Have you ever heard of duplicating happiness? Do you know how to sow the seeds for happiness? Do you know why fools are favored with blessings?
Oscar Wilde, the British writer, wrote a fairy tale called, The Selfish Giant, about a giant who was so angry to see children play in his garden that he built high walls around it. Henceforth, the garden became desolate, full of winter scenes. One day, the children crawled in through a hole in the wall, spring came, and the garden revived. Later, the giant was awakened to this fact. He pulled down the walls to share the beautiful garden with the children and enjoyed unparalleled delight ever after. A saying goes: “Share your pain with others, then your pain is halved. Share your joy with others, then your joy is doubled.” Whether it be a warm spring or a cold winter, joyful or painful, all hinges upon how you think at the moment.
A woman, whose life spanned three centuries, since passing away has become a legend. She was a Bodhisattva in reality and devoted her more than 100 years of life to caring for other people. Her name was Xu Zhe. She was born in Guangdong province in 1898 and worked as a volunteer with an international anti-war rescue team during the War of Resistance against Japan. After the war, she volunteered to care for the poor and the sick, while running her own free retirement home for the elderly. While others hope to become rich and famous, she enjoyed her indigent but peaceful life, eating just one vegetarian meal each day and wearing clothes discarded by others or even taken from the trash. During her entire life, she worked without pay except when she was a secretary. At the age of 101, she converted to Buddhism, putting her faith only in Amitābha. In 2011, she passed away serenely at home at the ripe old age of 114. Having dedicated herself to poor and sick old people who had no one to fall back on, she enjoyed good health, long life and great joy. Maybe some would think her foolish, but “fortune favors fools,” just as the proverb says. It goes without saying that equity does exist in the world – no pain no gain. How can people unwilling to sow reap a golden harvest in autumn? Only by dedicating ourselves sincerely and honestly to others, do we deserve a happy return.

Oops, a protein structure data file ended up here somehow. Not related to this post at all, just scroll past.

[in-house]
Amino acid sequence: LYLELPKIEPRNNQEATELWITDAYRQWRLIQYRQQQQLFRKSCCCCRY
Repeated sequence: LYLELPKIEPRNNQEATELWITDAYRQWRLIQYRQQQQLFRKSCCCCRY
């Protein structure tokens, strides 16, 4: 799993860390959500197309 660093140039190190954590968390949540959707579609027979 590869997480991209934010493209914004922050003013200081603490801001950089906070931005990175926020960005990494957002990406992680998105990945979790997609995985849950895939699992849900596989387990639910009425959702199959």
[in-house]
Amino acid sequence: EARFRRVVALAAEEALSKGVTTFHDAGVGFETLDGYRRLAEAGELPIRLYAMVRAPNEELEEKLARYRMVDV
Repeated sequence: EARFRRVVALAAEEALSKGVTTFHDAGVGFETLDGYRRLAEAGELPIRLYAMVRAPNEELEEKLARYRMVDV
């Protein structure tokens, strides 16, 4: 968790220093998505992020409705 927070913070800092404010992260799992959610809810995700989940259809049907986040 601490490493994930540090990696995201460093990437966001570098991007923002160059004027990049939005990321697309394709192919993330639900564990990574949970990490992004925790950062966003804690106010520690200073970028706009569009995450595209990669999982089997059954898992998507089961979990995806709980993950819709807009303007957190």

Such being the case, how can we find joy in life? The answer is to rejoice in the welfare of others and find good in them. Rejoicing in the welfare of others is Buddhist terminology meaning that we are glad to see others do something well or succeed as if we had the success ourselves. People who can rejoice in the welfare of others are sunny in nature, having removed all mean jealousy from their hearts. The Buddha made a comment metaphorically in the scripture, Sutra in Forty-Two Sections: “Consider the flame of a single torch. Though hundreds and thousands of people come to light their own torches from it so that they can cook their food and ward off darkness, they do not diminish the light of that single torch. Blessings, too, are like this.” The flame we take up in our own hands can be passed on to many others for the use of cooking or lighting and, while in doing so, we suffer no loss. Conversely, by benefiting others, our own blessed virtues increase.
Rejoice in the welfare of others, and commend others with your words. Og Mandino, the American writer, wrote: “I will laud mine enemies and they will become friends; I will encourage my friends and they will become brothers. Always will I dig for reasons to applaud; never will I scratch for excuses to gossip. When I am tempted to criticize I will bite my tongue; when I am moved to praise I will shout from the roofs.”
It is an expression of courage, breakthrough, victory and wisdom to rejoice in the welfare of others and to commend them. By doing so, we can change our entire way of thinking and so dispel the darkness of jealousy, just as we refresh ourselves by slaking others’ thirst.
Published on Life Times. Written by Ven. Master Xuecheng, and translated by Beijing Longquan Monastery Translation Center.